Asked on Oct 14, 2015

How can I replace the crumbled weight base of my torchiere lamp?

Tina Hill
by Tina Hill
My father in law had this beautiful torchiere lamp and it was one of the few things we have left of his and the base plaster weight crumbled and fell out (no photos because it is in the midst of a sea of boxes as we are moving in 2 weeks ) . I really want to save this lamp, the electronics of it work fine. Does anyone deal with this kind of thing or have any ideas? Thanks a bunch.
  11 answers
  • Neva Dew Neva Dew on Oct 15, 2015
    My 1st thoughts - mix up some more plaster and just replace. Or add some kind of heavy metal "weights" (cruise the hardware store for ideas) - it all depends on what the base looks like and how it is made.
  • Jim Saurman Jim Saurman on Oct 16, 2015
    I agree with Neva. Home Depot sells plaster in the paint section near the drywall compound and spackle, just mix it up, pour it in and let it dry. Be aware it gets very hot while drying. After it is dry, sand it smooth and glue a piece of felt on it from the fabric store so it won't scratch the floor.
  • Jean Jean on Oct 16, 2015
    It's the funniest thing. I was looking at something else on Ebay this very morning and saw (amongst the seller whose items I was perusing) these antique lamp base weights. And I thought to myself, 'Now who in the world would want those old things??' Well, apparently you do! So check Ebay. Here's the URL for the ones I saw: They might not be the exact ones you want but it shows that they are out there. Good luck!!
  • Pierce1110 Pierce1110 on Oct 17, 2015
    What I would do is to make a bottom of wood like cearter it will lat and get some good glue to glue it in place.
  • Tina Hill Tina Hill on Oct 17, 2015
    think we will be trying the plaster and some fishing weights embedded in the plaster to give it more weight ... thanks everybody !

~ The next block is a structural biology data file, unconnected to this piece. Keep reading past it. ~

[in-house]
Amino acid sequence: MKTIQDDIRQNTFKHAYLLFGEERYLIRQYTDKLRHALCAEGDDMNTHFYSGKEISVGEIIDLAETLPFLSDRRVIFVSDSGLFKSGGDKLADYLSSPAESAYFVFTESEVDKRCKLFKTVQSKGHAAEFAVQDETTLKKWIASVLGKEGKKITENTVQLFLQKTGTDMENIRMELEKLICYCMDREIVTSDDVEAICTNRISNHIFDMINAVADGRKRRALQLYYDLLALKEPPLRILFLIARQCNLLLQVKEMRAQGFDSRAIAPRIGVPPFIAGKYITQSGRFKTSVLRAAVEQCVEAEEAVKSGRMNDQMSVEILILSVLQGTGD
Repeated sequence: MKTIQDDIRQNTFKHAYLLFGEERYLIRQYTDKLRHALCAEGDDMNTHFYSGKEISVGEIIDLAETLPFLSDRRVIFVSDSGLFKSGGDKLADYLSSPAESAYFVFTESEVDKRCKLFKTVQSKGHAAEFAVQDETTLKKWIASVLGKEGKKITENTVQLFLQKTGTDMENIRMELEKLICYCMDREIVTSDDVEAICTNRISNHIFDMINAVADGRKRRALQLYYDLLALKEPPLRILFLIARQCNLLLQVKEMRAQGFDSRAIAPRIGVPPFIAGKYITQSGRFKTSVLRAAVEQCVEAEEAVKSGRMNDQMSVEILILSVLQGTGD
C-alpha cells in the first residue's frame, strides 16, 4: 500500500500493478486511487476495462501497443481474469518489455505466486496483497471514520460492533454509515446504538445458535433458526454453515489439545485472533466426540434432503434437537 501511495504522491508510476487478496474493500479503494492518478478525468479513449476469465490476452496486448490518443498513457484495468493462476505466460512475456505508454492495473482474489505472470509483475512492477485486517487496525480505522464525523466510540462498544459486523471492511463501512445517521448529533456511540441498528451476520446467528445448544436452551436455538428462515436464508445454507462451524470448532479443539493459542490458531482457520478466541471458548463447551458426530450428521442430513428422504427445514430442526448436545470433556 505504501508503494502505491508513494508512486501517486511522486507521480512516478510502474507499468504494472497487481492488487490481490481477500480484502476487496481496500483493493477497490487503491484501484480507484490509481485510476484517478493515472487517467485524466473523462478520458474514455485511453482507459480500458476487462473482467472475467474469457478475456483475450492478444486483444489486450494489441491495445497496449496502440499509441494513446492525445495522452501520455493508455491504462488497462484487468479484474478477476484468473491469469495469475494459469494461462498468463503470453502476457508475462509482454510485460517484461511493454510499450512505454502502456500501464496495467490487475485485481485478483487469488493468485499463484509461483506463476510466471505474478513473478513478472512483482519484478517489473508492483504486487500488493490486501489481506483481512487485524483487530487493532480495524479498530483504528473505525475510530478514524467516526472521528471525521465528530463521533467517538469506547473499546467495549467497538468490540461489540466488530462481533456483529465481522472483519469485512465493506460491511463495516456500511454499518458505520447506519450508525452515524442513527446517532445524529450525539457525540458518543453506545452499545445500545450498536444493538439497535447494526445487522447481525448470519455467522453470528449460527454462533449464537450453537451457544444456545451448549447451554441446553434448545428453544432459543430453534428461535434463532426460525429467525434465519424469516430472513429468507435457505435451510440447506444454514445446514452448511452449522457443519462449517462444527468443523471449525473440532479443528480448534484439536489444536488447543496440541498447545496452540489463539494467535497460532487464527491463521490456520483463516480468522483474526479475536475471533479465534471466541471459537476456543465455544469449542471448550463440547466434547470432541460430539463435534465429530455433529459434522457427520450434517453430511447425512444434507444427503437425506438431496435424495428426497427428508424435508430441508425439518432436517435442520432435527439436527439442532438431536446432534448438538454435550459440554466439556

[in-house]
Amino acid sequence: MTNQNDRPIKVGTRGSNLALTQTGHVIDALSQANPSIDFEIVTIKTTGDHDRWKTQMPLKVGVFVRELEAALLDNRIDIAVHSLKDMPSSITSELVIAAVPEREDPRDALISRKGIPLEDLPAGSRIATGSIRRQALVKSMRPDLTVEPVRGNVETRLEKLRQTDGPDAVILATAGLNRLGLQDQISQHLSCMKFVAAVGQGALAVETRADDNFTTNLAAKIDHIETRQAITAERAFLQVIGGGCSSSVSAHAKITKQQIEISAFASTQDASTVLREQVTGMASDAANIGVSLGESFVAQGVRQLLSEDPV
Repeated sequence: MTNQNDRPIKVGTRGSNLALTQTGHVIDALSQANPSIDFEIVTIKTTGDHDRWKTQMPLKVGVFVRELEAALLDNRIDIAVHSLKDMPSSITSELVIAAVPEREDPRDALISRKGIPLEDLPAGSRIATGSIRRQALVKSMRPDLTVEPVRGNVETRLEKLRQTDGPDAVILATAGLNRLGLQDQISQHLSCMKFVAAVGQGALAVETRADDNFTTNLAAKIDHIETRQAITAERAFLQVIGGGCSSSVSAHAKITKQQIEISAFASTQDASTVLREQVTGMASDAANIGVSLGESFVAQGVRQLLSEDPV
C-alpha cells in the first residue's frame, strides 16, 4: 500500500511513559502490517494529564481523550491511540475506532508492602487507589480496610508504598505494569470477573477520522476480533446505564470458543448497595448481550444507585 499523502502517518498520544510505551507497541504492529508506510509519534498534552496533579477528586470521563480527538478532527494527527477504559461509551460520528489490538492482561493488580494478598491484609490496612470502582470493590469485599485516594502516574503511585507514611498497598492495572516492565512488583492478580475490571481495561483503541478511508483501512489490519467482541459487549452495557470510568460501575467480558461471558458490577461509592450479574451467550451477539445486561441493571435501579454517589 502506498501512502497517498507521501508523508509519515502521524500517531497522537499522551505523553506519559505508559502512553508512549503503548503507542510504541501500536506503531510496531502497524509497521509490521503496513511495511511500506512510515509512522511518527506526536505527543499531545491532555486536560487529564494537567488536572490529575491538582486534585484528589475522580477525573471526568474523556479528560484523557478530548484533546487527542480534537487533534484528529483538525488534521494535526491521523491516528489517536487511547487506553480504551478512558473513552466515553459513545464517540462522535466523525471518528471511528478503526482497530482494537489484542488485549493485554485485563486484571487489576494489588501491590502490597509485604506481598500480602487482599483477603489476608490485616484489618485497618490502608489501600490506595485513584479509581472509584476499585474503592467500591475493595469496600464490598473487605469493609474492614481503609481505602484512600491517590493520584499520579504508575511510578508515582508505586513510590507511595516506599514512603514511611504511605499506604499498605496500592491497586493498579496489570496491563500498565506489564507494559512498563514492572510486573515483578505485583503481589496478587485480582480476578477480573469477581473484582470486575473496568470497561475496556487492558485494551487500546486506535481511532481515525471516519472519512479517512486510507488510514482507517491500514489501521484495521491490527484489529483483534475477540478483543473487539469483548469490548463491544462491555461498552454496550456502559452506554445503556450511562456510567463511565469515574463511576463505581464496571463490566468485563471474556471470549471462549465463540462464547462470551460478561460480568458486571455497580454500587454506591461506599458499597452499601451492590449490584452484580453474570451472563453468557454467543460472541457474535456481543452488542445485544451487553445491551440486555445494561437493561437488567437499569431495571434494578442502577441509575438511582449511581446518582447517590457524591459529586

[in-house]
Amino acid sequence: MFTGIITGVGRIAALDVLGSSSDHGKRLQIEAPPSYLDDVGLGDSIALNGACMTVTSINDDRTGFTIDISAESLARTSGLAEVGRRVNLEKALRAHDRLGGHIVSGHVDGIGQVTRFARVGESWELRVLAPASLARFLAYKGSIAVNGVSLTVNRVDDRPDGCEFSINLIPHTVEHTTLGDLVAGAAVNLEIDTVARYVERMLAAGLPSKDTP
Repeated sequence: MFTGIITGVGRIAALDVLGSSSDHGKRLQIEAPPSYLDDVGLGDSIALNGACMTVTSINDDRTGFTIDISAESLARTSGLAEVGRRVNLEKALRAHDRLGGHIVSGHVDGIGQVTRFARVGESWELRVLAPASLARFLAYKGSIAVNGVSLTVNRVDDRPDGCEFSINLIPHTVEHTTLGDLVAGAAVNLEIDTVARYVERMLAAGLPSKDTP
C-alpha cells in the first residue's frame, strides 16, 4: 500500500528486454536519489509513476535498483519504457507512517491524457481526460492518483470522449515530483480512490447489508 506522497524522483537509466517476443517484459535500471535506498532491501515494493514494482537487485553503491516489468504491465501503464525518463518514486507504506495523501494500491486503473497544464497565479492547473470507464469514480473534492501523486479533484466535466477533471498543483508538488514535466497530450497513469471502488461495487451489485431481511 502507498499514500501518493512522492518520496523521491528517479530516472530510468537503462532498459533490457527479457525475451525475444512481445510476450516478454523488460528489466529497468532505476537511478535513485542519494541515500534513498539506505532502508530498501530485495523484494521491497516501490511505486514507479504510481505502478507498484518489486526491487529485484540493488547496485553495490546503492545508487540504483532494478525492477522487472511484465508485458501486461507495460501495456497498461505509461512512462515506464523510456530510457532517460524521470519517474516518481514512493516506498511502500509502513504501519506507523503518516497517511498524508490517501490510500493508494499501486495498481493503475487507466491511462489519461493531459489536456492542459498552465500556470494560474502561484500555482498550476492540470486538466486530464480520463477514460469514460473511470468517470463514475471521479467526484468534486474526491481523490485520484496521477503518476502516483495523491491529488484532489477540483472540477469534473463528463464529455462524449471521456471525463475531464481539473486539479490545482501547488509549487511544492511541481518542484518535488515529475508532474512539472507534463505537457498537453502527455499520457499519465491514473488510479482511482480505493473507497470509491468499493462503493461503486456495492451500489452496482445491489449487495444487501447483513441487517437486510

• Dave Dave on Aug 20, 2016
    Go to They have cast iron bases made specifically to replace the cheap crumbled concrete bases that come with most floor lamps. They are a bit pricey but you will never need to replace them again!
  • Szh21707862 Szh21707862 on Mar 12, 2017

    I fixed mine by attaching a 5 lb barbell weight to the bottom in place of the original base

    • See 1 previous
    • Lezlee Lezlee on Apr 28, 2018

      Tell me how attached it

  • Aj Aj on May 11, 2017

    I got a table lamp kind thing, but this is close to 7 feet and same as you I broke the bottom plaster too . I am thinking of getting a round plate (exercise weights) 15 or 20 pounder that whose circumference is not bigger than the lamp base and fix it with not and bolt same as how the plaster was.. if the hole in the middle of the plate is big then put a big washer and fix the nut.. hope it helps you



  • Randolph Randolph on May 27, 2018

    So is consensus, plaster will not be heavy enough on its own? I am going to put 4" PVC over inner opening, in underside of metal base. To make room for working the nut back on to the lap pole rod. Then fill it up with plaster or whatever. The metal base is 5 " deep. Still thinking through, what to use to make it heavier. On a continued note-the concrete inner base covered in hard plastic coating, just disintegrated, plastic also. Can break with your hands. Must be the lye in concrete. Also need to make sure metal base strong enough to hold weight of lamp straight. The original plastic covered concrete had a plastic bracket to bolt the rod to.

  • Gary Levin Gary Levin on Aug 29, 2018

    I used a bar bell weight with plastic feet bolted in, I drilled 4 holes from the top down and used big washers to bolt it in with nylock nuts then repainted the base flat black, the bolts are not really noticeable

  • B.L.vanNorman B.L.vanNorman on Apr 12, 2022

    backerboard - It weighs the same as concrete because it is concrete (without the rocks). Backerboard has a re-bar like (fiberglass) mesh reinforcement so it doesn't crumble. It is easy to carve as 40 year old set concrete (not). I use a concrete drill to rough out the shape, then a hammer, chisel, jigsaw, and a collection of blades to break through the fiberglass. It takes a lot of patience and a good collection of swear words.